I am linking to Jenny Matlock's Alphabe~Thursday. This week is about the letter "G".
If you haven't already done so, you can stop by Jenny's blog and read some fun stories here:
"G" is for GRITS
Some of you may be thinking this post is about grits. You know the kind you boil in water, slather in butter, season with salt and pepper? Mm! Mm! Good! Oh yeah I eat them. And I love them! I even fry them up like fritters for dinner or breakfast the next day if there are any leftovers. They are grrrreat! The first time I cooked them for my husband he tried to put butter, sugar and milk on them. Such a Yankee.
But No, I’m talking about Girl Raised in the South (G.R.I.T.S.) I am truly a girl raised in the south. I am what you would call “Bona fide.” I was born here, raised here, gave birth here, and I’ll probably die here too!
I live in a small town. The house I grew up in didn’t have air conditioning. Most homes had jalousie windows that allowed for the most spectacular breezes, along with the mosquitoes too. My Jr. High school didn’t have air conditioning either. But the main thing I hated about jalousie windows was having to clean them, one at a time. It was a good chore for punishment!
Our family existed on a lot of wild game or seafood that my father brought home. I have eaten some pretty weird and wild stuff. Like:
Alligator. It’s actually quite tasty when fried.
Armadillo. I ate this with yellow rice. Not something I’m quite proud of. But hey, how many people can say they ate one of those ugly suckers?
Wild Hog. One Christmas, when I was a little girl, my dad brought home a wild baby piglet in a burlap sack. He said the momma had been killed. When my father opened the sack, that baby pig hightailed it under our bed. Squealing and slipping and sliding on our 1950”s asbestos tile floor my mom kept polished with good ole caustic (when heated) paste wax. I guess it must have been entertaining to our father to see four little butts sticking out from under the bed while trying to catch a squealing piglet. We didn’t get to keep him.
Swamp cabbage. Basically it’s just Cole slaw made from the hearts of cabbage palms. Very delicious with fried Mullet. Yum-O! Florida even has a Swamp Cabbage Festival in La Belle Florida, and Swamp Cabbage Wrestling during Bike Week in Daytona. So I’m told. I’ve never been to either. Hey I’m not Rita the Redneck ya know! I just eat the stuff!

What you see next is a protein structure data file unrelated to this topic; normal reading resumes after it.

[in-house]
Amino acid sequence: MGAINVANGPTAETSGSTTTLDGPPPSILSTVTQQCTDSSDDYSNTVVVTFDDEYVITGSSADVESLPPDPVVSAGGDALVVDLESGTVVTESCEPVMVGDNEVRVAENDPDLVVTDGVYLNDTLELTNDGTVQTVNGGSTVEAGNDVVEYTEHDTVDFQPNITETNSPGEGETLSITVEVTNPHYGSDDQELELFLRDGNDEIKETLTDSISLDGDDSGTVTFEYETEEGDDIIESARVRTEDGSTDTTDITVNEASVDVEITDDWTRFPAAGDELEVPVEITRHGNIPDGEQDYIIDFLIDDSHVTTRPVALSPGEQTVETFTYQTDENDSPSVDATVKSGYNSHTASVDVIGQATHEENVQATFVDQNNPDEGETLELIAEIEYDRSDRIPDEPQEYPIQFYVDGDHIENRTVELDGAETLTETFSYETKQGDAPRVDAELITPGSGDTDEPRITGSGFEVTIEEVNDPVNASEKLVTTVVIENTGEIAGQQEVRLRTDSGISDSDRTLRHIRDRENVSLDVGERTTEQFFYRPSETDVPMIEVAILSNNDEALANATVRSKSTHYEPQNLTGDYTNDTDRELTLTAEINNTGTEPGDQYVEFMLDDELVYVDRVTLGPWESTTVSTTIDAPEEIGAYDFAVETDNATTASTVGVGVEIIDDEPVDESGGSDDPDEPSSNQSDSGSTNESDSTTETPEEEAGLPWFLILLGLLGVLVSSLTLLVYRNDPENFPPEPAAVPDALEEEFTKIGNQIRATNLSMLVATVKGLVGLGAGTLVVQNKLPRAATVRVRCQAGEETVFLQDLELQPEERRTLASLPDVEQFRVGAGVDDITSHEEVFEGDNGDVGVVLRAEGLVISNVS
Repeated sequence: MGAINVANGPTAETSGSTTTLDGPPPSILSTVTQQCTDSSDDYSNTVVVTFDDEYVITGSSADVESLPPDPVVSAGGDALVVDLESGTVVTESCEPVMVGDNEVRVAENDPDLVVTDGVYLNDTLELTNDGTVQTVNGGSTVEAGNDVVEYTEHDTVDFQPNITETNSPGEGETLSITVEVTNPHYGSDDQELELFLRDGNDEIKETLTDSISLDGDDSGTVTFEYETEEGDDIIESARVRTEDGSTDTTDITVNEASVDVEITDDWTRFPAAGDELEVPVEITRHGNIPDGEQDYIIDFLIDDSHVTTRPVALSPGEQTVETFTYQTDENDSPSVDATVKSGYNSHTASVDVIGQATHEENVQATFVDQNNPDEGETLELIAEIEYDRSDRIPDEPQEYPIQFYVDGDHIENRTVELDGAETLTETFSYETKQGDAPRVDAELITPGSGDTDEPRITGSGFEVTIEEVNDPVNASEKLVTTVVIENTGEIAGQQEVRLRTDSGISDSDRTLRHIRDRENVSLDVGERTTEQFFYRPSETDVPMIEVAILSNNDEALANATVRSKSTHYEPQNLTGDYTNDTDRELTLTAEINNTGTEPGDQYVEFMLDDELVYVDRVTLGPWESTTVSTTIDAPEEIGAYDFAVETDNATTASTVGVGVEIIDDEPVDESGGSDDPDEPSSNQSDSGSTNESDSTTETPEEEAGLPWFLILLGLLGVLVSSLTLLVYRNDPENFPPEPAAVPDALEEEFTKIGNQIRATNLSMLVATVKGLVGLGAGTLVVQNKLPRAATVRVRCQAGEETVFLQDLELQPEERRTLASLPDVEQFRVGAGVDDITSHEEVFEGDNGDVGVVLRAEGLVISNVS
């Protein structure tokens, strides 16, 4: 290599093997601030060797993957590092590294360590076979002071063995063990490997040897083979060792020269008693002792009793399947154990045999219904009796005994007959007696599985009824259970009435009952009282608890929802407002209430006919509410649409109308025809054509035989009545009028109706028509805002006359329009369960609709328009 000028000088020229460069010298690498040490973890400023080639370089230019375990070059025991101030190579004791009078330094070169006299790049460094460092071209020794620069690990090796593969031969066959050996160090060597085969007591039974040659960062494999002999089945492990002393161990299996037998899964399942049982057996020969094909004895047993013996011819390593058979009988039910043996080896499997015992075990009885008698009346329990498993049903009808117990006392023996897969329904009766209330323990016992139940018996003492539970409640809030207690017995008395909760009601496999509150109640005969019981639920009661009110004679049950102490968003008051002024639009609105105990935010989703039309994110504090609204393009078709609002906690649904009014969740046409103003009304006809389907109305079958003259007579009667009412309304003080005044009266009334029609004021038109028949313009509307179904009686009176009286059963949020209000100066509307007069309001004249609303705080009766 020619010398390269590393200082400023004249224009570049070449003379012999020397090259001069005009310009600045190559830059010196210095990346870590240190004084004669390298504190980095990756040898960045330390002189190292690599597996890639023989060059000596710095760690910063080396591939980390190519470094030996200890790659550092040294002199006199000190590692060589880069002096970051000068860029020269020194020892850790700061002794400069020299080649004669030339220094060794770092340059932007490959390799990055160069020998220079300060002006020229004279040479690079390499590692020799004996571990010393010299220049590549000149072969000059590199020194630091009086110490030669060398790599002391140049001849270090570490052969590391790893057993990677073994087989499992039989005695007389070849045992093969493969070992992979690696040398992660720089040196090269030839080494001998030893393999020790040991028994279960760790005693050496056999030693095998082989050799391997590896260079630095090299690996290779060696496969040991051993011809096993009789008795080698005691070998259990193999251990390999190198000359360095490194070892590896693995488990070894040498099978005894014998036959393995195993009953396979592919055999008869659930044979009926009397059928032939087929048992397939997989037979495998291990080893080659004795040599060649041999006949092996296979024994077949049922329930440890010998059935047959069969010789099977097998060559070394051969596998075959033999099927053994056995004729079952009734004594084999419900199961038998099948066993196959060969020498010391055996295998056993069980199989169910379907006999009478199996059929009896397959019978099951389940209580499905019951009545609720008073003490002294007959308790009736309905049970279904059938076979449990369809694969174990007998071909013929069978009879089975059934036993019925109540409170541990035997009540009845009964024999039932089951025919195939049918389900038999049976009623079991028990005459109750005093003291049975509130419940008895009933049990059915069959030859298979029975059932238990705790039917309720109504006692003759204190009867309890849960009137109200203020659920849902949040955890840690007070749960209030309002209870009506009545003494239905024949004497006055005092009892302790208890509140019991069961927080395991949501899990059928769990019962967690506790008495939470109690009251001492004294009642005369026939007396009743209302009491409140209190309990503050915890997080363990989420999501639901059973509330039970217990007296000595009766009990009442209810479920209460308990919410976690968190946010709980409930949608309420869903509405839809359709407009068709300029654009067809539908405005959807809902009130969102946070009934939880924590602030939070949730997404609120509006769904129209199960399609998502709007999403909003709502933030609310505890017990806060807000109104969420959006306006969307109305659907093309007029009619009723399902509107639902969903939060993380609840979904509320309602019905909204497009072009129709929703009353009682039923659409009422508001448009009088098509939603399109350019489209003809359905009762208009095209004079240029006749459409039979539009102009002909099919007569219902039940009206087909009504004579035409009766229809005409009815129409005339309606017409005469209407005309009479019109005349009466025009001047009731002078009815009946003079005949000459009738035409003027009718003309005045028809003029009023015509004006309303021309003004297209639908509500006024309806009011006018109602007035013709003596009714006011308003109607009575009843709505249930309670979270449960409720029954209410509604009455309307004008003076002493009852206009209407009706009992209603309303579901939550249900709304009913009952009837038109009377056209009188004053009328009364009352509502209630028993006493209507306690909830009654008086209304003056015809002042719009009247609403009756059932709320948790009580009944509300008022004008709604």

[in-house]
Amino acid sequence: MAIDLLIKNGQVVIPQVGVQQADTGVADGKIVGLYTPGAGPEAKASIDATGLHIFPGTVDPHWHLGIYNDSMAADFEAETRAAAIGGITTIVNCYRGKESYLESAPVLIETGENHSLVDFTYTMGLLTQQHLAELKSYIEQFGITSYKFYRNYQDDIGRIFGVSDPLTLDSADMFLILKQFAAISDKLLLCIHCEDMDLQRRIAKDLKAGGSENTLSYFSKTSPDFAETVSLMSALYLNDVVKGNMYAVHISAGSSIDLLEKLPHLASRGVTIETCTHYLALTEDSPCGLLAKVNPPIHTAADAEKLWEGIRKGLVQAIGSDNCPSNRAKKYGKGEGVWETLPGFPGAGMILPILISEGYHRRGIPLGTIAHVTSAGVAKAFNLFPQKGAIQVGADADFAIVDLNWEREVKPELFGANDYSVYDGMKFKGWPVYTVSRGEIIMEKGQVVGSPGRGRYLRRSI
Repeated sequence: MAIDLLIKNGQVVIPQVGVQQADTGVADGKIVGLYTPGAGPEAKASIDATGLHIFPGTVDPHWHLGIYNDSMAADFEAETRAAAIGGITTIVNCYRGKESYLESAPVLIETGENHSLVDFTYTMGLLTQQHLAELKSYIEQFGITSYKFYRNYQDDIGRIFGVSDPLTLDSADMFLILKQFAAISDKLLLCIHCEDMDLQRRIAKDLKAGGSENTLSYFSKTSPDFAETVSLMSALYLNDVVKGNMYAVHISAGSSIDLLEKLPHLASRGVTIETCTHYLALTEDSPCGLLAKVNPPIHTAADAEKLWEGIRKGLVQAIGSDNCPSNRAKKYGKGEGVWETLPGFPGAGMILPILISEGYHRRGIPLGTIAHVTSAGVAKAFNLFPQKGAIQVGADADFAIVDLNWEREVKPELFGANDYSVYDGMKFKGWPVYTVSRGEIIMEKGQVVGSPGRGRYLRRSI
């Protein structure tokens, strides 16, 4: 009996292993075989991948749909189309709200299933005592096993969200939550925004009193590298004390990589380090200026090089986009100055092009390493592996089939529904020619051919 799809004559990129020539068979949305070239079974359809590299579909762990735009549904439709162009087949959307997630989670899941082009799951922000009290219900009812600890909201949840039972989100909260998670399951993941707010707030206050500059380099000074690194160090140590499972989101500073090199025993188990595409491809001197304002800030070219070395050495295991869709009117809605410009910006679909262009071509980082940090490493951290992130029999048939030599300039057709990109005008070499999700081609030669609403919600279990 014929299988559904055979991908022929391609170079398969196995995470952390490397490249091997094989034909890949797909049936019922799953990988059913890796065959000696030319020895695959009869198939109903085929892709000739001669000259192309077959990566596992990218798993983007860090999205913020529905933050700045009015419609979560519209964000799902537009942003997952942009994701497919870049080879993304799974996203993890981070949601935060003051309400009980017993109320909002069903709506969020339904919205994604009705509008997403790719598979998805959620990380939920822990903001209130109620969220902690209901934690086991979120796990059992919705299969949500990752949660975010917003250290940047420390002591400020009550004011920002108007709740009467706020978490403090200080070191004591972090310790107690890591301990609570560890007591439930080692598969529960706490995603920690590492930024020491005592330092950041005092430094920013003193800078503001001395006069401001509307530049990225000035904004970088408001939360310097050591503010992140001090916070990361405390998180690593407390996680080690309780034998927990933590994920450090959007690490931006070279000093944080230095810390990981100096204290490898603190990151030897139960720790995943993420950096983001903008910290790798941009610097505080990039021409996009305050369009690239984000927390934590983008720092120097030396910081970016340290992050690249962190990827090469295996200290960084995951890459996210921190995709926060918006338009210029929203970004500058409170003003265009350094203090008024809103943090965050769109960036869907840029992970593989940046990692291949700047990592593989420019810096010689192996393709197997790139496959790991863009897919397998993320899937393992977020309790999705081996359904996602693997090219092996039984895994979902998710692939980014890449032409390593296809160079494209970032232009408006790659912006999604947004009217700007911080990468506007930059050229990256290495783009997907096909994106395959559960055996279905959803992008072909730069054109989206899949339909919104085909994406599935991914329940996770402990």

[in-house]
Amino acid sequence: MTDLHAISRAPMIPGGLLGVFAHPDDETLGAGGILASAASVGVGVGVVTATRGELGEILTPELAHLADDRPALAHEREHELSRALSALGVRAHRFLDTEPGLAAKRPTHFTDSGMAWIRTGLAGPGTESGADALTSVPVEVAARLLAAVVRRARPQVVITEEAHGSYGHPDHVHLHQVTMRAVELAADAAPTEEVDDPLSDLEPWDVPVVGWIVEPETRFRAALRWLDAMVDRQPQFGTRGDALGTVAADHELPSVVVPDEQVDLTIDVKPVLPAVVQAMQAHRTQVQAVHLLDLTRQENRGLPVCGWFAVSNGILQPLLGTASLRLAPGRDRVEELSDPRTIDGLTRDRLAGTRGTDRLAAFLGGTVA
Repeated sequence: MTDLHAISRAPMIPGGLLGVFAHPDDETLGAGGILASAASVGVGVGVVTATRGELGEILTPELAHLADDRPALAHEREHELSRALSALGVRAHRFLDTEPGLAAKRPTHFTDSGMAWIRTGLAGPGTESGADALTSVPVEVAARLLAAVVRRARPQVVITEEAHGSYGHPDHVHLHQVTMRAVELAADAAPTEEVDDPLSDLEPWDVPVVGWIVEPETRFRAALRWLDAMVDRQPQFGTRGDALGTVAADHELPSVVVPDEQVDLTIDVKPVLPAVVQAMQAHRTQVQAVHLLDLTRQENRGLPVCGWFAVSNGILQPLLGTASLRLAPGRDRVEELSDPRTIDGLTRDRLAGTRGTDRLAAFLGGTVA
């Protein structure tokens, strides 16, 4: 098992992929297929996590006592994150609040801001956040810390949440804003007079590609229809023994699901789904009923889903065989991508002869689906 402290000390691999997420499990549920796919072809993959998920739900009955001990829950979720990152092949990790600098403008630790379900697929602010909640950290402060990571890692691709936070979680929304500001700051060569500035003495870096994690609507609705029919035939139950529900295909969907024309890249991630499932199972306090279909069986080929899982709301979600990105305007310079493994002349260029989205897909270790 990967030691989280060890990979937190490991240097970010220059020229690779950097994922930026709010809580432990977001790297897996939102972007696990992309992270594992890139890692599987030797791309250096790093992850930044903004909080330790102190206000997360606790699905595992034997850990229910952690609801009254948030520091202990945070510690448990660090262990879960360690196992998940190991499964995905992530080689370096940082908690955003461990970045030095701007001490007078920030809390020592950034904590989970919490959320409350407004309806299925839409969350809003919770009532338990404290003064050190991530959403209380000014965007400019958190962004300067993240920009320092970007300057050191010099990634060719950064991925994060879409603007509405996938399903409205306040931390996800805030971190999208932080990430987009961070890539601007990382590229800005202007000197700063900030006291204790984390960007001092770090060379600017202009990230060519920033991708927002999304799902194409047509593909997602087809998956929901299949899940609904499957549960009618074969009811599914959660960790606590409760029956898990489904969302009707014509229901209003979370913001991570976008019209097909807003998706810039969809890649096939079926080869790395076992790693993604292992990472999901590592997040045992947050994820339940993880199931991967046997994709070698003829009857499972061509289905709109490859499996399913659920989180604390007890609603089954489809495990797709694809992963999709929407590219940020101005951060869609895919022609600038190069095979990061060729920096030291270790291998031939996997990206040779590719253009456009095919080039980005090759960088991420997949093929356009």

Cattails. I remember my dad cutting them when they were green and boiling them. He served them to us with butter (a southern staple) and salt and pepper. You know I once ate a whole stick of butter when I was a kid. I wonder why I did that.
Elderberries. Mom made a lot of Elderberry jam and wine. I don’t care for either. It has a…..funky taste. And believe me I know FUNKY!
My sister ate some Possum (Opossum) once when dad was cooking it for his hunting dogs. Eewaaah! She even ate squirrel brains. I guess they are called sweet breads today, but these lips will never touch them. Shiver!! I don't eat weird stuff. Well, maybe I did in the past but I don't now! Honestly. I don't!
My dad read a lot of Euell Gibbons. Gibbons was an authority on wild edible plants. Now I’m thinking maybe my dad used us as his guinea pigs? What the hay, I slept in a crib painted with lead based paint and drank from our garden hose, so what's the harm in feeding your child unknown plant stuff? :OWe grew a lot of edible stuff of our own and raised a few animals too. One in particular was a mean Shetland pony named Traveler. He came by that name honestly too. He bit and ran away at the drop of a hat. Little s**t!
One Easter Dad bought each of us girls a colored baby chick, a fad in the 50’s. Little did we know he would serve them to us on a platter one Sunday for dinner? Four crying little girls and one pissed off Mamaw. Our Mamaw Lena laid into mom and dad both for killing our pets and none of us ate fried chicken that Sunday!
When our little town turned 100 years old, all the men in town grew beards. Men, women and children dressed up in period clothes and celebrated the Centennial with a big parade. It was a big to do. Now that was community pride. Why everybody who was anybody was there!
But then things change. I'm not so crazy anymore about that word “Change”. I can look back and remember our friends losing their homes when the government pulled Eminent Domain to build Kennedy Space Center. Many people didn’t get near what their businesses, homes or land was worth. Entire communities were wiped out. All that is left are a couple of cemeteries and a few signs indicating where the communities used to be.
That change brought memories of playing in my the back yard and looking up to see unmanned rockets launch and fall back to earth and even explode when the Space program was just taking off. Now, I can look up and see the Space Station float through the sky at night or look across the river and watch Shuttle launches. As a matter of fact one is going up this evening. You have to be here to experience the rumbling of your china and windows when launches leave our atmosphere.
Change does bring about change, and all things come to an end, like this story and the Space Program. Perhaps what’s left of my little town will end as well. But this “Bona fide” Girl Raised in the South will still be here.
Photographs credits: Wikipedia.com/ G.Bortle